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Domestic cats have a cosmopolitan distribution, commonly residing in urban, suburban and peri-urban environments that are also critical for biodiversity conservation. This study describes the impact of a desexed, free-roaming cat on the behavior of a threatened coastal seabird, the Australian Fairy Tern, Sternula nereis nereis, in Mandurah, south-western Australia. Wildlife cameras and direct observations of cat incursions into the tern colony at night, decapitated carcasses of adult terns, dead, injured or missing tern chicks, and cat tracks and scats around the colony provided strong evidence of cat predation, which led to an initial change in nesting behavior and, ultimately, colony abandonment and the reproductive failure of 111 nests. The death of six breeding terns from the population was a considerable loss for this threatened species and had the potential to limit population growth. This study highlights the significant negative impacts of free-roaming cats on wildlife and the need for monitoring and controlling cats at sites managed for species conservation. It also provides strong evidence against the practice of trap-neuter-release programs and demonstrates that desexed cats can continue to negatively impact wildlife post-release directly through predation, but also indirectly through fundamental changes in prey behavior and a reduction in parental care.
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This study describes nest desertion as a probable but previously undescribed anti-predator strategy for the Australian Fairy Tern Sternula nereis nereis. Deserted nests were observed at night for up to nine nights following the laying of the first eggs at a colony in southwestern Australia. Nocturnal nest desertion may provide the terns with a mechanism for assessing the occurrence of potential nest predators, maintaining reproductive synchrony, and reducing the total time a colony is detectable by predators. Additionally, temporary diurnal nest desertion for up to 80 minutes was observed following the predation of an adult tern. Diurnal nest desertion may be used to reduce the risk of adult mortality and, consequently, decrease colony visibility, thereby increasing reproductive success.
Sensory-based conservation harnesses species' natural communication and signalling behaviours to mitigate threats to wild populations. To evaluate this emerging field, we assess how sensory-based manipulations, sensory mode, and target taxa affect success. To facilitate broader, cross-species application of successful techniques, we test which behavioural and life-history traits correlate with positive conservation outcomes. We focus on seabirds, one of the world's most rapidly declining groups, whose philopatry, activity patterns, foraging, mate choice, and parental care behaviours all involve reliance on, and therefore strong selection for, sophisticated sensory physiology and accurate assessment of intra- and inter-species signals and cues in several sensory modes. We review the use of auditory, olfactory, and visual methods, especially for attracting seabirds to newly restored habitat or deterring birds from fishing boats and equipment. We found that more sensory-based conservation has been attempted with Procellariiformes (tube-nosed seabirds) and Charadriiformes (e.g. terns and gulls) than other orders, and that successful outcomes are more likely for Procellariiformes. Evolutionary and behavioural traits are likely to facilitate sensory-based techniques, such as social attraction to suitable habitat, across seabird species. More broadly, successful application of sensory-based conservation to other at-risk animal groups is likely to be associated with these behavioural and life-history traits: coloniality, philopatry, nocturnal, migratory, long-distance foraging, parental care, and pair bonds/monogamy.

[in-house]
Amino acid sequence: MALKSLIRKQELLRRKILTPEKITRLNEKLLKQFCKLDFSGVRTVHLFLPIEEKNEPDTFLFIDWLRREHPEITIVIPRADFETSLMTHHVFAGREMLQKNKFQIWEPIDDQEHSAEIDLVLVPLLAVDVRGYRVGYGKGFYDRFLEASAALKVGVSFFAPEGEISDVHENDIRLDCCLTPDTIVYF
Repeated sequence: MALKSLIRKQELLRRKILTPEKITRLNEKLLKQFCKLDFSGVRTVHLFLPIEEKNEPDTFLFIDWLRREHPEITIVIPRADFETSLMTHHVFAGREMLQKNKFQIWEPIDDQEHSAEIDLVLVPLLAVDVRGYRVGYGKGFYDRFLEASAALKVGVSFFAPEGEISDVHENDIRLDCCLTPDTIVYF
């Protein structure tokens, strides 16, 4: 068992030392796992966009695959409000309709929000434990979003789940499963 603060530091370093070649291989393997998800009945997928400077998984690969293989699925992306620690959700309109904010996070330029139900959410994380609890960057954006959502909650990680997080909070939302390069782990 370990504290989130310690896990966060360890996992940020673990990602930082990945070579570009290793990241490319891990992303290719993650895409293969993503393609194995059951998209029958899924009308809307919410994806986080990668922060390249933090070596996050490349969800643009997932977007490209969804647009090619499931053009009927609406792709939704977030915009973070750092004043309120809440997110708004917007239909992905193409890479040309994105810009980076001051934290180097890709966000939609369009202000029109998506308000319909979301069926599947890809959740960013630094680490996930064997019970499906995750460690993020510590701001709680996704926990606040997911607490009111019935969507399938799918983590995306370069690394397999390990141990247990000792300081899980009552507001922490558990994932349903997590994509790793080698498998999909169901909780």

Conservation behavior assists the investigation of species endangerment associated with managing animals impacted by anthropogenic activities. It employs a theoretical framework that examines the mechanisms, development, function and phylogeny of behavior variation in order to develop practical tools for preventing biodiversity loss and extinction. Developed from a symposium held at the International Congress on Conservation Biology in 2011, this is the first book to offer an in-depth, logical framework that identifies three vital areas for understanding conservation behavior: anthropogenic threats to wildlife, conservation and management protocols, and indicators of anthropogenic threats. Bridging the gap between behavioral ecology and conservation biology, this volume ascertains key links between the fields, explores the theoretical foundations of these linkages, and connects them to practical wildlife management tools and concise applicable advice. Adopting a simplistic, structured approach throughout, this book is a vital resource for graduate students, academic researchers and wildlife managers.